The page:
Carbon dioxide may be the best-known culprit behind global climate change, but Agricultural Research Service (ARS) microbiologist Tim Parkin is keeping tabs on another gas as well: nitrous oxide.
“Nitrous oxide (N2O) can retain 300 times as much heat as carbon dioxide,” says Parkin, who works at the ARS National Soil Tilth Laboratory in Ames, Iowa.
The Intergovernmental Panel on Climate Change uses models to estimate N2O emissions, but better estimation methods are needed, according to Parkin. “We also need to know how N2O emissions vary with rainfall, soil conditions, and management practices,” he says.
Croplands are a significant source of N2O, but measuring soil N2O emissions is expensive and time consuming. So, as part of the ARS GRACEnet project (Greenhouse Gas Reduction through Agricultural Carbon Enhancement network), Parkin assembled a team that compared how accurately model simulations of N2O emissions from agricultural fields mirror actual emissions.
Other project collaborators included plant physiologist Tom Kaspar, laboratory director Jerry Hatfield, and AgCert scientists Marek Jarecki, Ray Jones, and Al Chan. AgCert, a subsidiary of the AES Corporation, based in Dublin, Ireland, produces and sells greenhouse gas emission credits from agricultural sources.
The team measured actual N2O emissions four times daily for several months from an experimental cornfield in Iowa. Following the same schedule, they estimated N2O emissions from the field using a computer model.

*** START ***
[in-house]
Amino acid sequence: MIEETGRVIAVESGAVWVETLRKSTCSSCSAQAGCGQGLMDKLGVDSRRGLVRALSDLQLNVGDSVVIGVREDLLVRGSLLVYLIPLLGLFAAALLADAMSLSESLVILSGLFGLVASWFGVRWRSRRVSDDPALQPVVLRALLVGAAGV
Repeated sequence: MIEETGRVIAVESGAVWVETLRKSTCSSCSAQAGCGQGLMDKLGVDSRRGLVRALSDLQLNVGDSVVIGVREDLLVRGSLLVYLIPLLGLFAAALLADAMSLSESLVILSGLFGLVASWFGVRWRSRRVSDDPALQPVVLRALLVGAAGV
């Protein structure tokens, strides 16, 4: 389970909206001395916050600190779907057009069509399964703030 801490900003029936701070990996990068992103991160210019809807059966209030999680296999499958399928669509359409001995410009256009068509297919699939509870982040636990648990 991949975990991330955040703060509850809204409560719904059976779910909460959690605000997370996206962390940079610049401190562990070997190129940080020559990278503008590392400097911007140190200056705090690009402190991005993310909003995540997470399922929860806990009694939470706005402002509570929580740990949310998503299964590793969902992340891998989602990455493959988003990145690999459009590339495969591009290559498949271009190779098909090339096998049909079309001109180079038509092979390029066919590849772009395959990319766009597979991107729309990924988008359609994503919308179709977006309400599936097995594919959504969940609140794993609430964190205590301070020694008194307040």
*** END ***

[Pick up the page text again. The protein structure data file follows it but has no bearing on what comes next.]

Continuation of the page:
When comparing the two data sets, the researchers observed that the N2O emissions estimates generally paralleled the actual measurements, but the model underestimated peak events. In addition, there was a time lag between actual and simulated events.
Given their findings, the team concluded that the model still shows some promise for providing estimates of N2O emissions. But it needs refining and testing so those estimates will more closely mirror actual emissions data. With this additional work, the model could support scientists in fine-tuning their projections about global climate change.
“By comparing actual and estimated nitrous oxide emissions, we could pinpoint more accurate methods for identifying the range of agronomic factors and practices that contribute to global climate change,” Parkin says.—By Ann Perry, Agricultural Research Service Information Staff.
Timothy B. Parkin is in the USDA-ARS Air Quality of Agricultural Systems Research Unit, National Soil Tilth Laboratory, 2110 University Blvd., Ames, IA 50011-3120; phone (515) 294-6888, fax (515) 294-8125.
"Real-Time Data Refines N2O Emission Estimates" was published in the April 2009 issue of Agricultural Research magazine.